On approaching the Old Fort from the western side, the huge Bara Darwaza welcomes you with its stoic presence, giving nothing away of the huge architectural treasure inside, and revealing nothing of the imposing personality of the fort it guards. The Old Fort has three gates – Humayun Darwaza, Talaqi Darwaza and the Bada Darwaza – but now only the Bara Darwaza is used as the functional entrance to this massive monument. All these gates are double storeyed and in their heydays sported intricately designed domes. The fourth side of the fort was well guarded by a moat linked to the river Yamuna. The moat still exists, and runs along the huge expanse of the fort.

Once inside, the first thing that captures your eyes is the huge expanse of greenery - well grafted lawns, beautifully maintained flower beds and rows of lovely palms…. leaving us mesmerized, the serenity of the place unknowingly starts permeating us. The welcoming and enchanting environs encourage us to take out our cameras, and a flurry clicks follow. There are the beautiful peripheral walls to be captured, the lovely flowerbeds, and the ancient looking peepal tree and what not. But even in all this excitement of framing the world around you, serenity still lingers around…. tugging at us, reminding us of its presence.It is widely believed that the Pandavas (the famed warriors from the Mahabharata) had built their capital, Indraprastha at the place where the Old Fort stands today.

Situated towards the south of Delhi, this imposing fort was built in the 16th century, by King Sher Shah Suri, the founder of Sur Dynasty. In about 1539-40, Sher Shah Suri defeated his archrival, Mughal emperor Humayun, in two consecutive battles and captured two Mughal strongholds - Delhi and Agra. After setting up his reign, Shah Suri started constructing this enormous citadel to defend his most prized possession, Delhi, from the Mughals. Though the fort did not see any major battle event, its very existence kept the Mughals away from invading Delhi until 1545 when Sher Shah Suri died. And after his death, with the help of Persians, Humayun was able to re-capture Delhi and Agra. He then took upon himself the task of completing the construction of the Old Fort.
All the while we marveled at the amazing architecture of the place, the lovebirds completely ignored us and seemed determined to make the most of the time at hand. And then we chanced upon a beautiful inscription on a plaque, and probably this justified why there was love in the air, in a fort as colossal as this ---
The inscription read – “As long as there are people on this earth, may this edifice be frequented, and people are happy in it.”

Inspiring.... Isn’t it? So soaking in the architectural grandeur of the Qila-i-Kunha Masjid, we move on to the right southern side of the fort, wherein stands the Sher Mandal. History says that Sher Shah Suri built the Sher Mandal as a pleasure tower. It is an octagonal building made up of red sandstone. This two-storeyed structure has steep steps leading up to the roof. It is said that more storeys were supposed to be added to the Sher Mandal, but the idea was dropped due Sher Shah Suri’s death. Later, when Humayun recaptured Delhi, he converted the Sher Mndal into his library and observatory Some Mughal documents indicate that it was while descending the stairs of this tower one day in 1556 that Humayun fell and received injuries from which he later died. Rumours exist that after his death, the Mughals considering the fort to be cursed, vacated the structure and built their capital in a new fort, which later came to be known as the Lal Qila, or the Red Fort.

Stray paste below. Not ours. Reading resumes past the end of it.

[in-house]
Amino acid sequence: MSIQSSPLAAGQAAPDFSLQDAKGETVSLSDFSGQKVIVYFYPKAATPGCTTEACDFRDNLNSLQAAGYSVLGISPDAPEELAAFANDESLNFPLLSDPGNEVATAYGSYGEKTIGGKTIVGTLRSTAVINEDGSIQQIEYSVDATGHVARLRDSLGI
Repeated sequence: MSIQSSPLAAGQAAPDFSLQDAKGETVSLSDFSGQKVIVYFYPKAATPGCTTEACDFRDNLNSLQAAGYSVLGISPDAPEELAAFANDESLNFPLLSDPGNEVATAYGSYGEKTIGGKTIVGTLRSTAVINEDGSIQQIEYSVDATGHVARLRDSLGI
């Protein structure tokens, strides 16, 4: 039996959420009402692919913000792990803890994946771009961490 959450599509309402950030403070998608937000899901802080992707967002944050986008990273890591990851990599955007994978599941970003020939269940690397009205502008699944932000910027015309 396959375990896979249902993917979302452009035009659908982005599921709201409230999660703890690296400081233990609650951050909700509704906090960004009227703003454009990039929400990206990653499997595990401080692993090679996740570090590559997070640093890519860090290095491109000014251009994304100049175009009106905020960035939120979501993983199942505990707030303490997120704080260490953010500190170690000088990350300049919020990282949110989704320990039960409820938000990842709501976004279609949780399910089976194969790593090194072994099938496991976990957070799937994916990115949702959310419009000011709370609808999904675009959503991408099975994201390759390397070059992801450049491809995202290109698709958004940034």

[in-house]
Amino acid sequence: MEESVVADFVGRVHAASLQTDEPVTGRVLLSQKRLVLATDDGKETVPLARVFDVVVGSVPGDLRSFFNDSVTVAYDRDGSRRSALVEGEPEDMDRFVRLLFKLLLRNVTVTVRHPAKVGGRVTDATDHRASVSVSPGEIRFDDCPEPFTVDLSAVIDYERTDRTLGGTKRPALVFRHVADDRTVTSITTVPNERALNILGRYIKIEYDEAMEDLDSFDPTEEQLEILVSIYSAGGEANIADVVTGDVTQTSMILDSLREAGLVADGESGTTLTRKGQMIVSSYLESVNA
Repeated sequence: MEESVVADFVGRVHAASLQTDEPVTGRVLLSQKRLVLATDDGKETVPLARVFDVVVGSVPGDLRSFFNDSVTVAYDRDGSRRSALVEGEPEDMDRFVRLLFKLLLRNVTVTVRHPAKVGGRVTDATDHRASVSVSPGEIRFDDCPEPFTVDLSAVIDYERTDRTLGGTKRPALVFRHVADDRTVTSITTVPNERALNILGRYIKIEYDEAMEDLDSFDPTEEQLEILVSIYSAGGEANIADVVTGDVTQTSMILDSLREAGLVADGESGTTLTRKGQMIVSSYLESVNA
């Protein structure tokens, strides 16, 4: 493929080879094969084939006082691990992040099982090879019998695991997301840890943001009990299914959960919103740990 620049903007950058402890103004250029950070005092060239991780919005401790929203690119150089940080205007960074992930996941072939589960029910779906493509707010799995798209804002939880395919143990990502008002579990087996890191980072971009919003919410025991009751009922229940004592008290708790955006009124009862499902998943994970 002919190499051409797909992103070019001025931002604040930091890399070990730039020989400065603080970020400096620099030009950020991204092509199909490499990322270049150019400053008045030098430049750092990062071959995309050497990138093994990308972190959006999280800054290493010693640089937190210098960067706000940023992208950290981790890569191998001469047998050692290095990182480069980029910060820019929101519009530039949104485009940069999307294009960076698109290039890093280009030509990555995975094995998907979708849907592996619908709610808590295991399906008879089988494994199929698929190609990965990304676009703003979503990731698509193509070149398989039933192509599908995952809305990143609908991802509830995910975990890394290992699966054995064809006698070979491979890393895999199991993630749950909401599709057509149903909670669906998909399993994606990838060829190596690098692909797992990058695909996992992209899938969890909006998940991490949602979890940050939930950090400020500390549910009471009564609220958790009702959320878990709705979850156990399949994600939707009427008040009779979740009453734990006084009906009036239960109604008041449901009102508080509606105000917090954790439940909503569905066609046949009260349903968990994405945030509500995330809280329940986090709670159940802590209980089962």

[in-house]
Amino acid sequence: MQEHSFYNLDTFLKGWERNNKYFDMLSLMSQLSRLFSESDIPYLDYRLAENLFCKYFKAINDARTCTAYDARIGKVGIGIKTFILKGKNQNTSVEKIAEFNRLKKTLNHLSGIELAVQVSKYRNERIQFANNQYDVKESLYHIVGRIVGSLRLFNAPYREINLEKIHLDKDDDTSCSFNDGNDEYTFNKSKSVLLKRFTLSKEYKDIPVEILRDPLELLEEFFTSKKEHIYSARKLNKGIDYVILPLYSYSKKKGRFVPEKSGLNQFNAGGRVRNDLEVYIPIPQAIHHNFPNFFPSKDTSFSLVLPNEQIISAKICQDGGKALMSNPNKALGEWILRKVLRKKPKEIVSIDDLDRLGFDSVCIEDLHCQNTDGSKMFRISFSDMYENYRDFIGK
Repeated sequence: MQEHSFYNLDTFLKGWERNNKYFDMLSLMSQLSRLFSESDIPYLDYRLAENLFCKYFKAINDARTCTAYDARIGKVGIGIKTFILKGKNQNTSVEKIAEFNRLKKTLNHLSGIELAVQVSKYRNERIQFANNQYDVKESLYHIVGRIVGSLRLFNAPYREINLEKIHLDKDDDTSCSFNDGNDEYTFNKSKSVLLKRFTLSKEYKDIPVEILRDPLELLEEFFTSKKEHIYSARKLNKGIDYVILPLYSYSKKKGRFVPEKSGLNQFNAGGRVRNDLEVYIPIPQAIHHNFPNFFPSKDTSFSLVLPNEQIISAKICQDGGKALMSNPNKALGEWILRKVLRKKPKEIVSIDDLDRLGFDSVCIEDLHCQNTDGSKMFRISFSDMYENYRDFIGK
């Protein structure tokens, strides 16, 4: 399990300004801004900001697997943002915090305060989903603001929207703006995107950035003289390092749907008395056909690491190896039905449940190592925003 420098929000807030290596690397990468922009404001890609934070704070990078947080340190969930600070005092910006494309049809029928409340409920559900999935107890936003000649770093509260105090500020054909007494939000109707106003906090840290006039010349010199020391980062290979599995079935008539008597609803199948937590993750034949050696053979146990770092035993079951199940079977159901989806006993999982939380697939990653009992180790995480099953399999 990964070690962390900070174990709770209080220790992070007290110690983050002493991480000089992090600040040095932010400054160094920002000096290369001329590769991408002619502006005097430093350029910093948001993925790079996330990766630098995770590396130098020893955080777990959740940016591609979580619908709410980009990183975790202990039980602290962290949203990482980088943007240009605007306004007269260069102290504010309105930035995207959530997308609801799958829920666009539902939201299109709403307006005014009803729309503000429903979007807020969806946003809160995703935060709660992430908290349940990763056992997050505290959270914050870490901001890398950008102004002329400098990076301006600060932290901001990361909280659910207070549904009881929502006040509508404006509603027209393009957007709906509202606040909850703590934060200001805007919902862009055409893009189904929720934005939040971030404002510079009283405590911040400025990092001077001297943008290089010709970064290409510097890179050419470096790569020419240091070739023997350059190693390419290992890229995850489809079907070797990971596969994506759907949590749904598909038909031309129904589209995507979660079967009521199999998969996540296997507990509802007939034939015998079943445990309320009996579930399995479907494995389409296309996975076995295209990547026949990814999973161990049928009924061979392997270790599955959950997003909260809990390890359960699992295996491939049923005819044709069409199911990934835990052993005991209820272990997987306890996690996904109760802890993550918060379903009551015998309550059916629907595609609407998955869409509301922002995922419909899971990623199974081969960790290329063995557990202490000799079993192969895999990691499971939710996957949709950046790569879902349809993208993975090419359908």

A leisurely walk around the peripheral walls of the fort finally brings to the building houses the archeological museum. The exhibits here comprise exhibits unearthed during excavations and dating back to the days of the Mughals, Sultans, Rajputs, Guptas, Kushan and Mauryas. The excavations here also revealed pieces of painted grey ware dating back to about 1000 BC, and is said to be related to Mahabharata, which confirm the beliefs that the Old Fort was built on the site of Indraprastha. The relics found here range from the Mauryan to early Mughal period such as Northern Black Polished Ware, punch-marked coins, human and animal terracotta figurines and inscribed terracotta seals.
Soaked in the stories of grand architectural and archaeological heritage of our country, we head back into the chaos of the city…. walking across the sprawling grounds of the mighty fort, with the many dramas staged here, silently playing out in our minds…. The distant echo of many a marching king and generals reverberating in our ears…With the drizzly weather still pleasantly egging us into joining the mad fray of city, we bid adieu to the serenity of the fort…And as the noble thought on the masjid proclaimed, 'As long as there are people on this earth, may this edifice be frequented, and people be happy in it’, even we wish happiness for the world and its people, but more so for the couples inside! May they keep frequenting this edifice, and keep discovering moments of pure bliss, that is till their parents find out!


Agony tears my body and soul,
My spirit in shreds I live.
With chains holding me back,
Incessant echoes of demanding commands,
Do this, don't do this, you fool, oh idiot -
Cry, laugh, apologize, now smile
Be a good girl, woman and wife
But I want to live, I want my life.

I want to abandon the race,
But what is the running for ?
Surviving, pitching forward,
a race I am bound to loose.
Longing to be myself again,
Pleading, praying to win the race
I want my life, I want my face.

Want to wear purple, blue and pink
Orange pants and beautiful mink,
Pastel mauve, silver and reds -
Tear away the uniform to shreds!
Live life and enjoy the sun,
Sing, dance, play and run,
Days away from tension and strife,
I want to live, but I want my life.